But the Pantanal biome itself spans two states, and more than 15,000 fires have raged here virtually non-stop since June.

The bodies of caimans, a native alligator, lie where they died trying to escape the flames.

Caymans are seen lined up near a water source after the fires
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Caymans are seen lined up near a water source after the fires

Countless numbers of mammals, birds and insects have been wiped out.

The point is, the Pantanal is an integral part of life in this part of Brazil.

Humans, animals and vegetation depend on the health of the wetland. They all coexist.

“The Pantanal is nothing more than rubbish, waste; he is cremated, ”our guide Roberto Macedo tells me as we cross the smoky waterways.

“It’s very bad, it’s bad for everything; for tourism, for animals, for fishing, for the local population. It destabilizes our culture and everything here. ”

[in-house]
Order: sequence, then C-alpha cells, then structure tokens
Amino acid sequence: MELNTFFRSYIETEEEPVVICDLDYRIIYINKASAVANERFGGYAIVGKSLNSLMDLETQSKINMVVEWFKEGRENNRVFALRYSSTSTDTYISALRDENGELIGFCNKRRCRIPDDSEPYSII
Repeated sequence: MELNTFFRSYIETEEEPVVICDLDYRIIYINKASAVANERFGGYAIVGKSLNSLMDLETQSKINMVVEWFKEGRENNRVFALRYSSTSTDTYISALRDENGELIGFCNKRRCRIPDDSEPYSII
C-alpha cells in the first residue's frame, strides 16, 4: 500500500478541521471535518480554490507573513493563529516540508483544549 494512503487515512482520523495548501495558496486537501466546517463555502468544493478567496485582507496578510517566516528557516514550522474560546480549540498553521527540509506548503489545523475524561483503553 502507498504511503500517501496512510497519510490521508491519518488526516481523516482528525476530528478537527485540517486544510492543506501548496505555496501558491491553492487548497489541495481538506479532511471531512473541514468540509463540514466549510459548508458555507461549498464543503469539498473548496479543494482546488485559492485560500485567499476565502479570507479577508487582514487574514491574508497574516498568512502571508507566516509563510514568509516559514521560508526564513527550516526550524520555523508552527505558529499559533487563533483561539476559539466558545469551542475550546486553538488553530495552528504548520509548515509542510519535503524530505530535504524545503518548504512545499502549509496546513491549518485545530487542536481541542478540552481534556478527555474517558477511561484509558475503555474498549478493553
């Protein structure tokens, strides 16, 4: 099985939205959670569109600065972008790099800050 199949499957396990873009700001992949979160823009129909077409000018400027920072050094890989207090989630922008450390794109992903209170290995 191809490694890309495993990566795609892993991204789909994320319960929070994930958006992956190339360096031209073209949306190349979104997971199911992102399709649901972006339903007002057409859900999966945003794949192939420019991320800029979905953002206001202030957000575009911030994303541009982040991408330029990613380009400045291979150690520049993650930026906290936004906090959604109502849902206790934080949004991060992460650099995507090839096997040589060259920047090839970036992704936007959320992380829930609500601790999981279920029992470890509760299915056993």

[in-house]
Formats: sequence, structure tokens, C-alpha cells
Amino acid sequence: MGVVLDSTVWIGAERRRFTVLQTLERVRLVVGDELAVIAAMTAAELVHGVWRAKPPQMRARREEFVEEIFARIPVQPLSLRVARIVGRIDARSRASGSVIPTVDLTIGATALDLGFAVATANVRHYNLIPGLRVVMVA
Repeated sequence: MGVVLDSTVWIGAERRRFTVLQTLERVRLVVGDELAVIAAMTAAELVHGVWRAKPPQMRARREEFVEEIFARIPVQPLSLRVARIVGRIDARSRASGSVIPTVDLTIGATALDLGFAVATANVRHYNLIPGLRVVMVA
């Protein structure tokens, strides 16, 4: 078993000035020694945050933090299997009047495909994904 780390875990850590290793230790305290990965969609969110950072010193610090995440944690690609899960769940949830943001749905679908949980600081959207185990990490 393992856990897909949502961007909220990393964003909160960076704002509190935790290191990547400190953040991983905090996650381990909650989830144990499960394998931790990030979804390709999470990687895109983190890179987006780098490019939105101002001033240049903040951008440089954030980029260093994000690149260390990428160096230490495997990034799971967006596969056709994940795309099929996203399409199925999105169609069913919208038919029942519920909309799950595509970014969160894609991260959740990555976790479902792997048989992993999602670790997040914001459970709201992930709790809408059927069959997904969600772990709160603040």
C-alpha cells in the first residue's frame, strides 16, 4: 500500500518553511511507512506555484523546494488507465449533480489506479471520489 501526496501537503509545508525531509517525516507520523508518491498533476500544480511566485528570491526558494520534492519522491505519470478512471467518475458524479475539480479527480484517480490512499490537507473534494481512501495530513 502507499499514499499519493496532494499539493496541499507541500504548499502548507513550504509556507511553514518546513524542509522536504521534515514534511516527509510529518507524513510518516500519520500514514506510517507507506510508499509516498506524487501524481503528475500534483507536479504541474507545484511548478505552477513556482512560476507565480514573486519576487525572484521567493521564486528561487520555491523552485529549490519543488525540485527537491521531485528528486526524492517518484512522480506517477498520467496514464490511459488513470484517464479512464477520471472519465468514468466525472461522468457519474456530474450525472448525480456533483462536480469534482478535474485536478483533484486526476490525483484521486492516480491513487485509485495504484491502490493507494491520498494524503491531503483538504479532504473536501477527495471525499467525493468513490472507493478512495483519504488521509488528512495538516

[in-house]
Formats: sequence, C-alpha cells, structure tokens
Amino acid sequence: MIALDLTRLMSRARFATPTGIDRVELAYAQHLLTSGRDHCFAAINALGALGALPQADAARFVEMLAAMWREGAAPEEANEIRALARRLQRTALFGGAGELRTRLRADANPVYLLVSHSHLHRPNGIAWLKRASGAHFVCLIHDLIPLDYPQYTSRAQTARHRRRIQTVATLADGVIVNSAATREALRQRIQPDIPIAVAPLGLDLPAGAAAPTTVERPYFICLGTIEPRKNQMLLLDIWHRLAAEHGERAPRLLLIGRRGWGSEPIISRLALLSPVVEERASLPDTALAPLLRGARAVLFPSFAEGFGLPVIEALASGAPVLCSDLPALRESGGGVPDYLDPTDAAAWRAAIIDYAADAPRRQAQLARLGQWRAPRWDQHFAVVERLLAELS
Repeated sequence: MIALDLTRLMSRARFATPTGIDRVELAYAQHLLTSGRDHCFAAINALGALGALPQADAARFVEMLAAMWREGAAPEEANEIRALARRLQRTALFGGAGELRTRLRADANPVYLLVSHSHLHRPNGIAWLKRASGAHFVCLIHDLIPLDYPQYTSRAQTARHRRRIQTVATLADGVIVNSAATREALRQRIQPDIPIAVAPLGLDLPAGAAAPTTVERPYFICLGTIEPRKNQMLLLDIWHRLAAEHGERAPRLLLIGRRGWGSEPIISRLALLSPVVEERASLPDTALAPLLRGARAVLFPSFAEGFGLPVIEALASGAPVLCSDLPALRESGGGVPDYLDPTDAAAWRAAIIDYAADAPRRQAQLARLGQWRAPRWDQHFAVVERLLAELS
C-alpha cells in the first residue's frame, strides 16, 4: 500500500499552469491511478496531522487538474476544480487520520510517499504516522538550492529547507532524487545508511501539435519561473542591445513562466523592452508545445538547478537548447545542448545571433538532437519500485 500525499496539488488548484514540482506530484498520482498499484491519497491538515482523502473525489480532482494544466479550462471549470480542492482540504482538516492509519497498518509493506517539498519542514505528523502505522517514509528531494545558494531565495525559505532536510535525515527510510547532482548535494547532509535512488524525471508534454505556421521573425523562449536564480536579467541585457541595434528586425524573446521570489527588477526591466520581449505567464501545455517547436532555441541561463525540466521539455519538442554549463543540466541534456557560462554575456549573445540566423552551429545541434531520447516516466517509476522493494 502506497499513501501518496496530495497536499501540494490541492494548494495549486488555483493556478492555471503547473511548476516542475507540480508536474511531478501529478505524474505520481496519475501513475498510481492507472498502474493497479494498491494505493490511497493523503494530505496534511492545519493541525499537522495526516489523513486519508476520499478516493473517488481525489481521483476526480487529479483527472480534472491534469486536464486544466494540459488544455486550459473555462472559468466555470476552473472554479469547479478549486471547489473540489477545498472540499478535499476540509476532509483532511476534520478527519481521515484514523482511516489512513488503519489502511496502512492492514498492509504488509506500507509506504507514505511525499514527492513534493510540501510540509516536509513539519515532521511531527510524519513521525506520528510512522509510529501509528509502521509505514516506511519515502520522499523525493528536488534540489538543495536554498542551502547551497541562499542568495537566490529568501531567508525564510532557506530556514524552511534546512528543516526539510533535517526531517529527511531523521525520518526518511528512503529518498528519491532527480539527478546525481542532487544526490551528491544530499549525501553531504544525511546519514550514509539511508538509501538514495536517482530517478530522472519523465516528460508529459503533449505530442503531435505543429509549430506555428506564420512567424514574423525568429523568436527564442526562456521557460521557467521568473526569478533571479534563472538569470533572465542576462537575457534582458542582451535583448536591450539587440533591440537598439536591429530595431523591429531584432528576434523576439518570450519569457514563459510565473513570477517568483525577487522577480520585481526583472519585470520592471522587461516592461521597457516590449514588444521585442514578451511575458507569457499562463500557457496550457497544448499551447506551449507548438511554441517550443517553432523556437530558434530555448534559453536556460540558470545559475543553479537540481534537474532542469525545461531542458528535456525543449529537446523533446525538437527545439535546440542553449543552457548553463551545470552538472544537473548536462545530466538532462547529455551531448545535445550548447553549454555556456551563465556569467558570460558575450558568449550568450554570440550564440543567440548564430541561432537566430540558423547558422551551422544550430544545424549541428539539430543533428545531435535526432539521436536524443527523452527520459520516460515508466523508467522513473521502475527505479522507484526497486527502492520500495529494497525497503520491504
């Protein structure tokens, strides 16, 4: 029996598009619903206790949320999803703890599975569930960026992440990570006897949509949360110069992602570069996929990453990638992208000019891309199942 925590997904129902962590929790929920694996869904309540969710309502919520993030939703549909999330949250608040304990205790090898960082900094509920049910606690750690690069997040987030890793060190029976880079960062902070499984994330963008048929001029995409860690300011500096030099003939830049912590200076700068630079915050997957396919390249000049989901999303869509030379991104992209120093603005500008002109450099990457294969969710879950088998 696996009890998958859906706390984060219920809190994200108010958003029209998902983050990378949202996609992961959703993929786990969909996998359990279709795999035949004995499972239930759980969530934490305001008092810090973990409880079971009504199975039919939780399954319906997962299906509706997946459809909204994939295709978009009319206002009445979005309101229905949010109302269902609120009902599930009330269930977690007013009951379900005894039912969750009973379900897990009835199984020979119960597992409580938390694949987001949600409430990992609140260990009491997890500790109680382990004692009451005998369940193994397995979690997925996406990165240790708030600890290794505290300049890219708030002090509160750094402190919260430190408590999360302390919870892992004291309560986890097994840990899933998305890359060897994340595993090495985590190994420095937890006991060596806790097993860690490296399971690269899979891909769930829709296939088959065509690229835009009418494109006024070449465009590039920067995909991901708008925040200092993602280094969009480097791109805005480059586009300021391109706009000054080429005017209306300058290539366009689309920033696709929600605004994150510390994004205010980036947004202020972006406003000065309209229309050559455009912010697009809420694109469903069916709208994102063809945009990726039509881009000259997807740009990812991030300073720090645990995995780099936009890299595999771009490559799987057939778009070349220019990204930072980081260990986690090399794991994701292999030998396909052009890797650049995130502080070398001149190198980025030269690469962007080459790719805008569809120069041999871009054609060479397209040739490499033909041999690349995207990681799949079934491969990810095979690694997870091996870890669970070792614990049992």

“The Pantanal needs water (but) it is dry for five, six months. No water and the vegetation is dry. It’s like gasoline, ”he says.

The Pantanal is the largest tropical wetland in the world
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The Pantanal is the largest tropical wetland in the world

Crossing the Pantanal is certainly depressing.

The extent of the damage is difficult to apprehend.

The large ponds, a vital source of water and food, are almost dry.

Eduarda Fernandes is the 20-year founder of the Rescue Task Force
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Eduarda Fernandes is the 20-year founder of the Rescue Task Force

Caymans, hundreds at a time, gather around the dwindling water supply. The birds jump among themselves in search of fish.

Every day without rain, the situation gets worse.

The Pantanal will survive this drought and fires for sure. Guides and vets here say when the rains come, life will return and the animals and the park will recover.

But the long-term concern is that these fires could happen again next year and then the year after.

These wetlands can survive one devastating year and perhaps another, but they cannot survive such devastation indefinitely.